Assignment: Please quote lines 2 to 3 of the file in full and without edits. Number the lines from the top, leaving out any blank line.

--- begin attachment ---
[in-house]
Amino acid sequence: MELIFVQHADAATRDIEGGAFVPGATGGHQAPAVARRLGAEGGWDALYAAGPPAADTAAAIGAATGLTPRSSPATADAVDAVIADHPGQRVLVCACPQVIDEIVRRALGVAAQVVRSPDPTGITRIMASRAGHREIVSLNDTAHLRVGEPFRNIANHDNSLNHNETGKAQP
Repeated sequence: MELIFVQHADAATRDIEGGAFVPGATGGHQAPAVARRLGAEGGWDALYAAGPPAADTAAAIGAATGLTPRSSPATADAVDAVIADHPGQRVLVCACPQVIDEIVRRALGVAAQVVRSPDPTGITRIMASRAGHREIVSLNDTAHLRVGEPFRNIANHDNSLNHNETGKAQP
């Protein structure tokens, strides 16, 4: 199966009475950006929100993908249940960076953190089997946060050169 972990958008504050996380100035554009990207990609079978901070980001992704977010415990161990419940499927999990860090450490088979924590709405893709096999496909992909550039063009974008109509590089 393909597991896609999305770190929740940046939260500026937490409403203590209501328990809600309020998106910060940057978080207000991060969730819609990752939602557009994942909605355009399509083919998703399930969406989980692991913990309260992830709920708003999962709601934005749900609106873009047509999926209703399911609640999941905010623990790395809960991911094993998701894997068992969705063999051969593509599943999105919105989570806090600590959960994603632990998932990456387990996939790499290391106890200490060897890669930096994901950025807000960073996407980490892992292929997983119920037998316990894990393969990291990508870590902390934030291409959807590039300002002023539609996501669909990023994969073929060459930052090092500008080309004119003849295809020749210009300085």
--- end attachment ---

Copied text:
Amino acid sequence: MELIFVQHADAATRDIEGGAFVPGATGGHQAPAVARRLGAEGGWDALYAAGPPAADTAAAIGAATGLTPRSSPATADAVDAVIADHPGQRVLVCACPQVIDEIVRRALGVAAQVVRSPDPTGITRIMASRAGHREIVSLNDTAHLRVGEPFRNIANHDNSLNHNETGKAQP
Repeated sequence: MELIFVQHADAATRDIEGGAFVPGATGGHQAPAVARRLGAEGGWDALYAAGPPAADTAAAIGAATGLTPRSSPATADAVDAVIADHPGQRVLVCACPQVIDEIVRRALGVAAQVVRSPDPTGITRIMASRAGHREIVSLNDTAHLRVGEPFRNIANHDNSLNHNETGKAQP